An Inventory of the Historical Monuments in Essex, Volume 2, Central and South west. Originally published by His Majesty's Stationery Office, London, 1921.
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21. DODDINGHURST. (D.d.)
b(1). Parish Church of All Saints stands on the N. side of the parish. The remaining ancient wall is of flint-rubble; the dressings are of limestone. The roofs are tiled and the bell-turret weather-boarded and surmounted by a small shingled spire. The Nave, of which the N. wall is ancient, may be of the 13th century, the date of the re-set S. doorway. The South Porch was added late in the 15th or early in the 16th century and the bell-turret is probably of the same date. The church was restored in 1886 when the Chancel was entirely re-built, the North Vestry and Organ Chamber added and the S. and W. walls of the nave either re-built or entirely refaced.
Architectural Description—The Nave (47½ ft. by 22¼ ft.), has in the N. wall two modern windows. In the S. wall is a modern window and further W. the re-set S. doorway of which part of the jambs, the inner order of the arch and three stones of the outer order are of c. 1220; the jambs and two-centred arch are of two orders the inner hollow-chamfered and the other moulded, the arch having "dog-tooth" ornament on the soffit. The bell-turret at the W. end of the nave stands on four angle and two intermediate posts, all chamfered and supporting tie-beams with curved braces and cross-beams to form a square to support the turret; two modern posts have been inserted.
The South Porch (Plate p. 186) is of timber and of two bays and stands on modern dwarf walls. The four-centred outer archway has a moulded head or fascia and at each side is a moulded sill both internally and externally; flanking the archway are two openings with four-centred heads. The side walls have each ten similar lights; some of the mullions and all the heads are modern.
The Roof of the nave is of the 15th century and has four trusses with double-chamfered plates, chamfered tie-beams, king-posts with four-way struts, central purlin and trussed rafters. The roof of the S. porch has two late 15th or early 16th-century tie-beams with curved braces.
Fittings—Bells: three; said to be 1st by Thomas Laurence, early 16th century and inscribed "Sancte Nicolai Ora Pro Nobis"; 2nd by James Bagley, 1712; 3rd by Robert Mot, 1578. Chair: In vestry—with panelled back and fluted frieze, shaped arms and turned legs, early 17th-century. Images: On rood-beam—carved and painted wooden figures of Crucifix, the Virgin and St. John, foreign work possibly late 17th-century and presented by late rector. Monuments: In churchyard—S.E. of chancel, (1) to Nathaniel Snow, 16–3, John, 1670 (?), and Nathaniel, 1677, his sons, and Rhoda, wife of Nathaniel Snow, 1697, low table-tomb with defaced shield of arms; S. of chancel, (2) to Thomas Mosse, 1712, head-stone with skull. Panelling: In vestry—incorporated in modern chest and including four panels with elaborate strap-ornament and foliage, early 17th-century. Plate: includes cup of 1562 and cover-paten of 1567. Miscellanea: incorporated in modern credence table, four symetrically turned balusters c. 1600. In churchyard—stone from doorway dated 1509 and said to have come from Wishfield. (See Monument 4.)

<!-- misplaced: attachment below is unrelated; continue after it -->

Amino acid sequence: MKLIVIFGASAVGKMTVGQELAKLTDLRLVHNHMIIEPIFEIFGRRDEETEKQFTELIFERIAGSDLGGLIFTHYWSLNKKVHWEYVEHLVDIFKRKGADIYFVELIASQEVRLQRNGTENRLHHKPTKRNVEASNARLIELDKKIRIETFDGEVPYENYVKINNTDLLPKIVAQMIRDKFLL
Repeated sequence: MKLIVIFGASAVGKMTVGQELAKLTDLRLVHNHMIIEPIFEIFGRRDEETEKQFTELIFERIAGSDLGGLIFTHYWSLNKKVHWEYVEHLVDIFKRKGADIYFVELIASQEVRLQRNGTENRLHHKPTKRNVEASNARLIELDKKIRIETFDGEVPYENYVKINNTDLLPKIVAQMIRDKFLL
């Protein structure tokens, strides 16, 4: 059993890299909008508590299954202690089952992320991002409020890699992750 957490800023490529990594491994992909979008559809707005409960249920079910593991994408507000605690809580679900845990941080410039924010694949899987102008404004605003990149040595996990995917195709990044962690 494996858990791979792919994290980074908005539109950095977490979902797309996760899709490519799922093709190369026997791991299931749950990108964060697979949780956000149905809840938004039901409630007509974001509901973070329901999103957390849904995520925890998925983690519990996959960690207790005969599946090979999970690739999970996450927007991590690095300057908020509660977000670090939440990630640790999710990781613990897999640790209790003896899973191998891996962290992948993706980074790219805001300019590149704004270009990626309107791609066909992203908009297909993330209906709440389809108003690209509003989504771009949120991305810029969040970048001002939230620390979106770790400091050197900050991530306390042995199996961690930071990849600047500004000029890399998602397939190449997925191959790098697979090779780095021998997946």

b(5). Doddinghurst Hall, house and moat, about 150 yards E.N.E. of the church. The House is of two storeys; the walls are of brick and the roofs are tiled. It was built probably in the 17th century but has been entirely refaced with modern brick. Inside the building are some original chamfered ceiling-beams.
d(6). Park Farm, house and moat, about ½ m. S.S.E. of the church. The House is of two storeys, timber-framed and plastered; the roofs are tiled. It was built probably late in the 16th century and has a modern addition on the S. side. The original chimney-stack is cruciform on plan.
b(7). Swallows Cross Farm, house and moat, nearly 1½ m. E.S.E. of the church. The House is of two storeys, timber-framed and plastered; the roofs are tiled. It was built probably in the 16th century on a rectangular plan. On the E. and W. sides the upper storey projects and is gabled at the N. end.
The following monuments, unless otherwise described, are of the 17th century, and of two storeys, timber-framed and plastered or weather-boarded; the roofs are tiled. Many of the buildings have original chimney-stacks, wide fireplaces and exposed ceiling-beams.
d(13). Day's Farm, house, about 1½ m. S. by W. of the church, is of two storeys with attics, and was built probably in the 16th century on an L-shaped plan with the wings extending towards the S. and W. Inside the building the timber framing is exposed and there is an original moulded ceiling-beam. The queen-post roof has tie-beams with curved braces. On the wall of a room on the first floor is a painted black-letter inscription above the fireplace and now protected by glass; the subject matter is a series of texts, now much defaced.